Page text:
In an effort to expedite the roll-out of the goods and services tax (GST), finance minister P. Chidambaramis pushing the states to finalize the architecture by next month and is even willing to offer some more fiscal concessions to the states to manage a consensus.
The key elements of the architecture that need to be finalized are the revenue-neutral rate that will ensure no loss of tax revenue and the threshold at which the GST levy will kick in.
“The finance minister has asked officials to finalize the GST design by May-end after receiving feedback from states after their meeting in Mussoorie. If issues remain even after the May meeting, the finance minister has said that he will resolve the issue,” said a finance ministry official, who did not want to be identified. “He is keen to push GST in the current tenure of the government.”
To a large extent, this will depend on the next meeting of the empowered committee of state finance ministers scheduled for 10-11 May in Mussoorie, Uttarakhand. An additional imponderable that has emerged is whether the group of finance ministers will lose its chairman, Sushil Kumar Modi, the finance minister of Bihar and a Bharatiya Janata Party (BJP) leader, over a row with coalition partner Janata Dal (United).
Once the architecture is in place, the government will be in a position to move the revised Constitution amendment Bill in the monsoon session of Parliament, a step that needs to be taken before GST can be implemented. The sense of urgency in the Congress-led United Progressive Alliance may also have been prompted by fears that rapidly altering political equations could force a general election earlier than the May 2014 schedule.
The same official disclosed that the finance minister is likely to give in to demands of states on the issue of dual control—only state-level GST will be levied on small traders. The states were worried that small traders may have to interact with both Union and state government officials, leading to higher compliance costs.
GST, a tax reform that seeks to create one common market for all goods and services in India, has been long delayed due to differences between the Centre and states over its design and issue of central sales tax (CST) compensation.
The meeting of the empowered committee of state finance ministers in Bhubaneswar in January saw the two sides ending their deadlock. The Centre accepted most of the demands of the states, including those on CST and a staggered entry into the GST regime, as it did when the country moved to a value-added tax (VAT) regime. It also dropped the proposal to set up a dispute resolution panel and agreed to states levying rates in a narrow band rather than a single uniform rate.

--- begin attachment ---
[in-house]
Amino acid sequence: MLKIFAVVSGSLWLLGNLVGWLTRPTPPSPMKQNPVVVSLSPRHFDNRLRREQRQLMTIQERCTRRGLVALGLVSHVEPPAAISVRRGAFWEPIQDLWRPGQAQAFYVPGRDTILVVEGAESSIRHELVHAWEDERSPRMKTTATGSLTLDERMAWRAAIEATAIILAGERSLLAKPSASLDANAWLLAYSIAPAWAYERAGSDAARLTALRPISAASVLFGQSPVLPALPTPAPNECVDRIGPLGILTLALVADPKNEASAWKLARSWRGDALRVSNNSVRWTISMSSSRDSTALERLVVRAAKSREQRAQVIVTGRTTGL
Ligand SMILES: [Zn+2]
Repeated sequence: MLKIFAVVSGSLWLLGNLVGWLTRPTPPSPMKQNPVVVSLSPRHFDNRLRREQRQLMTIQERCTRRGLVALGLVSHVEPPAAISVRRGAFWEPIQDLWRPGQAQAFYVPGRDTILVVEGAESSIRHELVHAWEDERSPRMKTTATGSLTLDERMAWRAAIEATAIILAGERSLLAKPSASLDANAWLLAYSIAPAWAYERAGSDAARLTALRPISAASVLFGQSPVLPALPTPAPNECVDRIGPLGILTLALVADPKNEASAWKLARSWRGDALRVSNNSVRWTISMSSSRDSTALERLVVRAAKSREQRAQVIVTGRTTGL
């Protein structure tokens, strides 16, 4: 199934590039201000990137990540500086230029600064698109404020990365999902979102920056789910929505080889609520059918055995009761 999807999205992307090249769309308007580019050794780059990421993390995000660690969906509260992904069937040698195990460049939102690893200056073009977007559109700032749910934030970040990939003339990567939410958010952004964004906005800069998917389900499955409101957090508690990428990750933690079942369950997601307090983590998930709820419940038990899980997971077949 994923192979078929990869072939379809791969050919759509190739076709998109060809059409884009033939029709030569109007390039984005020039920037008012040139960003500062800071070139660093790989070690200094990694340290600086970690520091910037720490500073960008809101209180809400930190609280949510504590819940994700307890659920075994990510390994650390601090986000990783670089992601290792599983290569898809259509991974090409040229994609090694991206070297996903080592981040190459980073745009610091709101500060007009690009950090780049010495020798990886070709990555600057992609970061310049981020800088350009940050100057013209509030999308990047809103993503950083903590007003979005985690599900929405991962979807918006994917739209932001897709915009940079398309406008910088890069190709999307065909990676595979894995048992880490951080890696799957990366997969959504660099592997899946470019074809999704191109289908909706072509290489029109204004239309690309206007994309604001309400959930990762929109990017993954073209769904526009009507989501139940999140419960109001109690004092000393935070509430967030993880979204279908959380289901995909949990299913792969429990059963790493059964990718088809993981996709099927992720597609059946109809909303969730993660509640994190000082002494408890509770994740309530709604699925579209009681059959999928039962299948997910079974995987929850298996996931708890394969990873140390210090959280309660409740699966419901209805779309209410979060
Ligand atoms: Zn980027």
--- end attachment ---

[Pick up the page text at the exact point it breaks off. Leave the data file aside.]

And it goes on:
On the remaining disputes, three committees comprising Union and state government officials have been constituted. The committees will give recommendations on a revenue-neutral rate, a tax rate that will ensure that there is no loss in revenue during the transition to GST. They will also decide on a threshold revenue limit beyond which traders will have to pay GST, the issue of dual control, and technicalities regarding how and who will levy GST on inter-state movement of goods.
The report of the panels will be discussed at the next meeting of the empowered committee of state finance ministers in Mussoorie.
The committees are still deliberating on the revenue-neutral rate and the threshold with various combinations being discussed, said another finance ministry official.
The National Institute of Public Finance and Policy had recommended a revenue-neutral rate of 16% (8% state GST, or SGST, and 8% central GST, or CGST) with a threshold of Rs.1.5 crore for goods and Rs.25 lakh for services.
GST will subsume most of the indirect taxes at the central and state levels such as excise duty, service tax and VAT. It will see the Centre levying a uniform CGST rate and the states being allowed to levy different SGST rates in a narrow band. On the inter-state movement of goods, integrated GST (CGST plus SGST) will be levied and collected by the Centre, with the states getting their share.
Any disputes will now be decided by a mechanism formulated by the proposed GST council, having representatives from states and chaired by the Union finance minister, instead of the dispute resolution authority proposed earlier.
“In the last two-three months, there are a lot of positive developments around GST and convergence of the states and the Centre on many issues,” said Pratik Jain, a partner at KPMG.
“However, even if the government is able to get the Constitution amendment Bill passed in the monsoon or the winter session of Parliament, GST may be implemented only from 1 April 2015. This is because many things still remain to be done. The drafting of the model legislation has to be done. Industry will also have to be consulted before finalizing the legislation,” he added.